If you find yourself pressured to live up to the public lives of friends and family, or if you feel like you’re being bombarded with too much news and entertainment, consider a media detox. A detox doesn’t require you to unsubscribe from social media services or unplug your TV forever. Instead, think of it as a vacation from the overstimulation so many of us experience. Ask yourself which aspects of your media diet are causing more stress than they’re worth, and take a break from them for a little while. “In the same way we think about what we eat, we should think about what we read, what we’re seeing, what we’re engaging in, and what we’re interacting with every day,” Emma Watson told CNN in an interview about her selective social media use. If you’re not mindful of your media consumption and participation, it tends to pile up. When you detox, it’s a lot easier to identify which parts of your media diet are essential and which are only a burden. Another benefit of a media detox is that you’ll have more time to pursue new and dormant hobbies. Because most of us consume media in small chunks throughout the day, it’s easy to overlook how much that time adds up. All those hours you spend on Facebook could be used to start a garden, knit a quilt, or join a soccer league. Unless you have an unlimited supply of leisure time (and who does?), you need to be selective in the way you spend it. Remember, media isn’t the cause of all your ills. Used mindfully, it can actually increase happiness and satisfaction. The problem is that we are so mired in the media muck that we can’t get a perspective on how much is too much. A detox will allow you to reassess the media you’re consuming and build a better plan for the future. You can still keep up with your grandkids on Facebook, but it shouldn’t be the only way you interact with the world.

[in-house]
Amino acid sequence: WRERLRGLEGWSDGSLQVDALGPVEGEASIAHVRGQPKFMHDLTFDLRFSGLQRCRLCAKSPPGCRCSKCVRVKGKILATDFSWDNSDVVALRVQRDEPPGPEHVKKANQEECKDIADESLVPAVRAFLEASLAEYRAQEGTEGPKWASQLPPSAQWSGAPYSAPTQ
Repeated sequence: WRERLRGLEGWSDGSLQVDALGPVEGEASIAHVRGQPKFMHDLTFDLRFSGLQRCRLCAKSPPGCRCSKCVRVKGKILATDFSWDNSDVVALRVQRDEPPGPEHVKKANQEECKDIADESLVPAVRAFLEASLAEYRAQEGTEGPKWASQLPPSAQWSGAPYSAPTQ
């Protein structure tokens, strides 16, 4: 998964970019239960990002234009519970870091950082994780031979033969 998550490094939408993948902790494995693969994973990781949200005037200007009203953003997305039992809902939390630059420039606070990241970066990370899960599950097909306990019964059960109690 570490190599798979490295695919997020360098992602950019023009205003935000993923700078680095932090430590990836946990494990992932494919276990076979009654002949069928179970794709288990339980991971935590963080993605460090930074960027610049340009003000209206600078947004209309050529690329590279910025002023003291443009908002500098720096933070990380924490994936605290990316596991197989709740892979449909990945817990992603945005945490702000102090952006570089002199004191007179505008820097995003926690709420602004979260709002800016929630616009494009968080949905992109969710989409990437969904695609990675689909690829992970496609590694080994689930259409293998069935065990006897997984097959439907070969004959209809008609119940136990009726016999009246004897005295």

The Dangers of Overstimulation DO YOU NEED A MEDIA DETOX?
BEFORE With the current trend of getting TV, social media, and news alerts sent to our phones, we have access to more media than we could ever consume. While constant connectivity is a boon for many aspects of our lives, researchers are discovering that too much stimulation is cause for concern. One study in the Journal of Social and Clinical Psychology found that too much social comparison, spurred by the likes of Facebook and cable news, can lead to an increased risk of depression. AFTER
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